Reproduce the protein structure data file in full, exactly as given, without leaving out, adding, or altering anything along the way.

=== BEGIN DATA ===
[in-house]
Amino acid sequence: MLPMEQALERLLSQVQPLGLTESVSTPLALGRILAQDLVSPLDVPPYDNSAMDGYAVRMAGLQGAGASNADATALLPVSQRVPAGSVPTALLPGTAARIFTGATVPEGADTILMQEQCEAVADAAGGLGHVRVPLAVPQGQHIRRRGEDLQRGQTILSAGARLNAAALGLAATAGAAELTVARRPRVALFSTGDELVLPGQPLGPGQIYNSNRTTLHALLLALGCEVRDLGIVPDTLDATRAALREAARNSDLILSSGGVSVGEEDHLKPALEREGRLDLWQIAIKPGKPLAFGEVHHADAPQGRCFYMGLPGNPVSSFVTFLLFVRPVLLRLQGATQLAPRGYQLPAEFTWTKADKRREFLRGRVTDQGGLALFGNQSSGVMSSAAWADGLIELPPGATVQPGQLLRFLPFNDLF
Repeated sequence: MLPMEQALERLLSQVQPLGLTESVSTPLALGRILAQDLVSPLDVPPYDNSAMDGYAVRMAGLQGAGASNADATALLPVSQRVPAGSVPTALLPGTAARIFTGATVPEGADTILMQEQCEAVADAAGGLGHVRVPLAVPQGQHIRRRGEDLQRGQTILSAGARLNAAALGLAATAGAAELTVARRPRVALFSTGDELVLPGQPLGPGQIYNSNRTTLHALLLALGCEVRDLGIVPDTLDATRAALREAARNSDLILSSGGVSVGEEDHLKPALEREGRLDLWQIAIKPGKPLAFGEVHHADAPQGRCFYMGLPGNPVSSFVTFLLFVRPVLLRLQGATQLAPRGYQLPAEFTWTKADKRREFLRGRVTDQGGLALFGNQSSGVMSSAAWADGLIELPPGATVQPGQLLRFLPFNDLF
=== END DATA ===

[in-house]
Amino acid sequence: MLPMEQALERLLSQVQPLGLTESVSTPLALGRILAQDLVSPLDVPPYDNSAMDGYAVRMAGLQGAGASNADATALLPVSQRVPAGSVPTALLPGTAARIFTGATVPEGADTILMQEQCEAVADAAGGLGHVRVPLAVPQGQHIRRRGEDLQRGQTILSAGARLNAAALGLAATAGAAELTVARRPRVALFSTGDELVLPGQPLGPGQIYNSNRTTLHALLLALGCEVRDLGIVPDTLDATRAALREAARNSDLILSSGGVSVGEEDHLKPALEREGRLDLWQIAIKPGKPLAFGEVHHADAPQGRCFYMGLPGNPVSSFVTFLLFVRPVLLRLQGATQLAPRGYQLPAEFTWTKADKRREFLRGRVTDQGGLALFGNQSSGVMSSAAWADGLIELPPGATVQPGQLLRFLPFNDLF
Repeated sequence: MLPMEQALERLLSQVQPLGLTESVSTPLALGRILAQDLVSPLDVPPYDNSAMDGYAVRMAGLQGAGASNADATALLPVSQRVPAGSVPTALLPGTAARIFTGATVPEGADTILMQEQCEAVADAAGGLGHVRVPLAVPQGQHIRRRGEDLQRGQTILSAGARLNAAALGLAATAGAAELTVARRPRVALFSTGDELVLPGQPLGPGQIYNSNRTTLHALLLALGCEVRDLGIVPDTLDATRAALREAARNSDLILSSGGVSVGEEDHLKPALEREGRLDLWQIAIKPGKPLAFGEVHHADAPQGRCFYMGLPGNPVSSFVTFLLFVRPVLLRLQGATQLAPRGYQLPAEFTWTKADKRREFLRGRVTDQGGLALFGNQSSGVMSSAAWADGLIELPPGATVQPGQLLRFLPFNDLF